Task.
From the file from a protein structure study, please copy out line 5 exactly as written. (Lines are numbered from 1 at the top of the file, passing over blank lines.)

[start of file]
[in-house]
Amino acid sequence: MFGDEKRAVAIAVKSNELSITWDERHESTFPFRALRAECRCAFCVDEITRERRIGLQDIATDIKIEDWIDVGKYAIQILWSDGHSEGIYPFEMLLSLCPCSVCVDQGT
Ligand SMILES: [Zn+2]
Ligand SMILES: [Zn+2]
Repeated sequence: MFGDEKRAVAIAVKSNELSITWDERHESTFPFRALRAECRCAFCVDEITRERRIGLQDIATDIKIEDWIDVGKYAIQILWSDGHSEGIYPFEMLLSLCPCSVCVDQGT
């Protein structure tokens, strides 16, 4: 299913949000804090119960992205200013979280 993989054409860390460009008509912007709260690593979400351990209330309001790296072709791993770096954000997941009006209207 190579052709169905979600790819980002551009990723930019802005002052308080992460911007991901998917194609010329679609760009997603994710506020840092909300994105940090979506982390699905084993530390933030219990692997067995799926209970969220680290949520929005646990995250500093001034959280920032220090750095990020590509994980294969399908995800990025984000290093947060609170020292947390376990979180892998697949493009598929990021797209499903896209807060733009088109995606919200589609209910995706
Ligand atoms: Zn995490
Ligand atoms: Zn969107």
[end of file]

Repeated sequence: MFGDEKRAVAIAVKSNELSITWDERHESTFPFRALRAECRCAFCVDEITRERRIGLQDIATDIKIEDWIDVGKYAIQILWSDGHSEGIYPFEMLLSLCPCSVCVDQGT